When he had finished his porridge, he was to go into the barn to thrash. He took one of the rafters from the roof and made a flail out of it, and when the roof was about to fall in, he took a big pine tree with branches and all and put it up instead of the rafter. So he went on thrashing the grain and the straw and the hay all together. This was doing more damage than good, for the corn and the chaff flew about together, and a cloud of dust arose over the whole palace.
When he had nearly finished thrashing, enemies came into the country, as a war was coming on. So the king told the youngster that he should take men with him to go and meet the enemy and fight them, for the king thought they would surely kill him.
No, he would not have any men with him to be cut to pieces; he would fight by himself, answered the youngster.
“So much the better,” thought the king; “the sooner I shall get rid of him; but he must have a proper club.”
They sent for the smith; he forged a club which weighed a hundredweight. “A very nice thing to crack nuts with,” said the youngster. So the smith made one of three hundredweight. “It would be very well for hammering nails into boots,” was the answer. Well, the smith could not make a bigger one with the men he had. So the youngster set out for the smithy himself, and made a club that weighed five tons, and it took a hundred men to turn it on the anvil. “That one might do for lack of a better,” thought the youngster. He wanted next a bag with some provisions; they had to make one out of fifteen oxhides, and they filled it with food, and away he went down the hill with the bag on his back and the club on his shoulder.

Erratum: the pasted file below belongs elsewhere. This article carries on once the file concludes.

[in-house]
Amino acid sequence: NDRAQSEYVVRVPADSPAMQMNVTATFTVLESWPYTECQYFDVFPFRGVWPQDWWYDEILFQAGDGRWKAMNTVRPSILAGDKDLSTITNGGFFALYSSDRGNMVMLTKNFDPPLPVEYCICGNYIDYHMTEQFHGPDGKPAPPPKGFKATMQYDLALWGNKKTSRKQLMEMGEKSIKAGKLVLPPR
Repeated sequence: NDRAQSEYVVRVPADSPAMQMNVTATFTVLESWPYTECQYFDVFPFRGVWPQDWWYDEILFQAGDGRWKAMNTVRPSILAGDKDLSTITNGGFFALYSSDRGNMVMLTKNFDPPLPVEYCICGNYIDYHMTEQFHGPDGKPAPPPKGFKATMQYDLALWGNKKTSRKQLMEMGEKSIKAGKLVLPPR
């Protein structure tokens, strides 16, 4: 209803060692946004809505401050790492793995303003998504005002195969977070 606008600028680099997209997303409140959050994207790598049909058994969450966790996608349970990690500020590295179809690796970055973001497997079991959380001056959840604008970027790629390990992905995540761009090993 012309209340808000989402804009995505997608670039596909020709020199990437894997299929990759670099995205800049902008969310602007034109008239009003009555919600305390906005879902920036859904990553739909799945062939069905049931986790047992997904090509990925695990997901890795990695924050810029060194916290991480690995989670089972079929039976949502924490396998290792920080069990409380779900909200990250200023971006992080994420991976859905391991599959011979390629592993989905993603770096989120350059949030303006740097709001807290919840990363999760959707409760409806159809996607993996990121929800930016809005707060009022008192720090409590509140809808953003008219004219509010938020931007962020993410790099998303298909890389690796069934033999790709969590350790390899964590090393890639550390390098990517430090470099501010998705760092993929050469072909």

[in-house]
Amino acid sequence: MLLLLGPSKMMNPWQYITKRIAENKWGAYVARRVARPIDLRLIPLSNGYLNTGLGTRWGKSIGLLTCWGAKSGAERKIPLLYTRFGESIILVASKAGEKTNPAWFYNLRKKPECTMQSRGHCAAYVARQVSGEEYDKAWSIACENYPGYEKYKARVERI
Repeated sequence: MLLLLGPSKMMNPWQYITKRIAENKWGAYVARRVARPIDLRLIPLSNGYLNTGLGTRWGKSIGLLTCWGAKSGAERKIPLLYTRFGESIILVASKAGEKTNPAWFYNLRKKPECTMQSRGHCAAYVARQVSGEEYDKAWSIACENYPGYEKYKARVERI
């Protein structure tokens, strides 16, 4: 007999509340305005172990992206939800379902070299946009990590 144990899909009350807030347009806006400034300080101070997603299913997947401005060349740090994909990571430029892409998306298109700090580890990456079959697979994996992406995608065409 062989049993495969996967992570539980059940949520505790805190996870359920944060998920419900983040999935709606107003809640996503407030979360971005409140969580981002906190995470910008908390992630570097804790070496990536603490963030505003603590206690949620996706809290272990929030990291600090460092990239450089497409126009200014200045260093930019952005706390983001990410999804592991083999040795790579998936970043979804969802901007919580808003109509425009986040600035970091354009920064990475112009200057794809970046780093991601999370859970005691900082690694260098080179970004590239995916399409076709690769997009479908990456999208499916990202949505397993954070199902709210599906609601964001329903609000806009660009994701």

When he came so far that the enemy saw him, they sent a soldier to ask him if he was going to fight them.
“Yes; but wait a little till I have had something to eat,” said the youngster. He threw himself down on the grass and began to eat with the big bag of food in front of him.
But the enemy would not wait, and commenced to fire at him at once, till it rained and hailed around him with bullets.
“I don’t mind these crowberries a bit,” said the youngster, and went on eating harder than ever. Neither lead nor iron took any effect upon him, and his bag with food in front of him guarded him against the bullets as if it were a rampart.
So they commenced throwing bomb-shells and firing cannons at him. He only grinned a little every time he felt them.
“They don’t hurt me a bit,” he said. But just then he got a bomb-shell right down his windpipe.
“Fy!” he shouted, and spat it out again; but then a chain-shot made its way into his butter-can, and another carried away the piece of food he held between his fingers.
That made him angry; he got up and took his big club and struck the ground with it, asking them if they wanted to take the food out of his mouth, and what they meant by blowing crowberries at him with those pea-shooters of theirs. He then struck the ground again till the hills and rocks rattled and shook, and sent the enemy flying in the air like chaff. This finished the war.
When he came home again, and asked for more work, the king was taken quite aback, for he thought he should have got rid of him in the war. He knew of nothing else but to send him on a message to the devil.
“You had better go to the devil and ask him for my ground-rent,” he said. The youngster took his bag on his back, and started at once. He was not long in getting there, but the devil was gone to court, and there was no one at home but his mother, and she said that she had never heard talk of any ground-rent. He had better call again another time.